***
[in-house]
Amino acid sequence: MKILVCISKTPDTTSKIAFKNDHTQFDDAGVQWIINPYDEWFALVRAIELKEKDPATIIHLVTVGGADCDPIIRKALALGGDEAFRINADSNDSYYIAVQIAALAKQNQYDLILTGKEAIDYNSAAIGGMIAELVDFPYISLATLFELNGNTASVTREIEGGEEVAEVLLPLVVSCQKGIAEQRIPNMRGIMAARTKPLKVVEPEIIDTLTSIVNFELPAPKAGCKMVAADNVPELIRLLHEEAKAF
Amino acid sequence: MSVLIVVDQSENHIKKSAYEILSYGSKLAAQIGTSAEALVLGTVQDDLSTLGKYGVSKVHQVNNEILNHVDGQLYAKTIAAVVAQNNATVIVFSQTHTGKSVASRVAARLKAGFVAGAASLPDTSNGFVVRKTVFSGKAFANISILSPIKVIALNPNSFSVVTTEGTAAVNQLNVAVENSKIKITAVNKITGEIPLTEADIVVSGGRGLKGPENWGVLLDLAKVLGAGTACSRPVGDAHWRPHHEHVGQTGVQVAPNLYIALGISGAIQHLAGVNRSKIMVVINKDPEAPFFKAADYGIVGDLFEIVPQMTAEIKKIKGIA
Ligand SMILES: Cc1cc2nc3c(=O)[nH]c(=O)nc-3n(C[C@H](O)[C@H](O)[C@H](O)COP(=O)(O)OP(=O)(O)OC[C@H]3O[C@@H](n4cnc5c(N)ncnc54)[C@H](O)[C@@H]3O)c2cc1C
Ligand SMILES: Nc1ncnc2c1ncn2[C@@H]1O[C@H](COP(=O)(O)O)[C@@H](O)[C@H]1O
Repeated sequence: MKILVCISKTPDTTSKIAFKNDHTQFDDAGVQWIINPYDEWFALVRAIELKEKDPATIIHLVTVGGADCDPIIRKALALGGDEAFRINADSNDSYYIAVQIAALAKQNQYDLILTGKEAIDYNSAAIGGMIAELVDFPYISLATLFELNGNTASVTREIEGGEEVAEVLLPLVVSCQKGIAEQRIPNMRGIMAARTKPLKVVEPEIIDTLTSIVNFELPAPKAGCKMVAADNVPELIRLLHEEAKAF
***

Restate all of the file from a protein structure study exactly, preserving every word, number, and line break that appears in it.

[in-house]
Amino acid sequence: MKILVCISKTPDTTSKIAFKNDHTQFDDAGVQWIINPYDEWFALVRAIELKEKDPATIIHLVTVGGADCDPIIRKALALGGDEAFRINADSNDSYYIAVQIAALAKQNQYDLILTGKEAIDYNSAAIGGMIAELVDFPYISLATLFELNGNTASVTREIEGGEEVAEVLLPLVVSCQKGIAEQRIPNMRGIMAARTKPLKVVEPEIIDTLTSIVNFELPAPKAGCKMVAADNVPELIRLLHEEAKAF
Amino acid sequence: MSVLIVVDQSENHIKKSAYEILSYGSKLAAQIGTSAEALVLGTVQDDLSTLGKYGVSKVHQVNNEILNHVDGQLYAKTIAAVVAQNNATVIVFSQTHTGKSVASRVAARLKAGFVAGAASLPDTSNGFVVRKTVFSGKAFANISILSPIKVIALNPNSFSVVTTEGTAAVNQLNVAVENSKIKITAVNKITGEIPLTEADIVVSGGRGLKGPENWGVLLDLAKVLGAGTACSRPVGDAHWRPHHEHVGQTGVQVAPNLYIALGISGAIQHLAGVNRSKIMVVINKDPEAPFFKAADYGIVGDLFEIVPQMTAEIKKIKGIA
Ligand SMILES: Cc1cc2nc3c(=O)[nH]c(=O)nc-3n(C[C@H](O)[C@H](O)[C@H](O)COP(=O)(O)OP(=O)(O)OC[C@H]3O[C@@H](n4cnc5c(N)ncnc54)[C@H](O)[C@@H]3O)c2cc1C
Ligand SMILES: Nc1ncnc2c1ncn2[C@@H]1O[C@H](COP(=O)(O)O)[C@@H](O)[C@H]1O
Repeated sequence: MKILVCISKTPDTTSKIAFKNDHTQFDDAGVQWIINPYDEWFALVRAIELKEKDPATIIHLVTVGGADCDPIIRKALALGGDEAFRINADSNDSYYIAVQIAALAKQNQYDLILTGKEAIDYNSAAIGGMIAELVDFPYISLATLFELNGNTASVTREIEGGEEVAEVLLPLVVSCQKGIAEQRIPNMRGIMAARTKPLKVVEPEIIDTLTSIVNFELPAPKAGCKMVAADNVPELIRLLHEEAKAF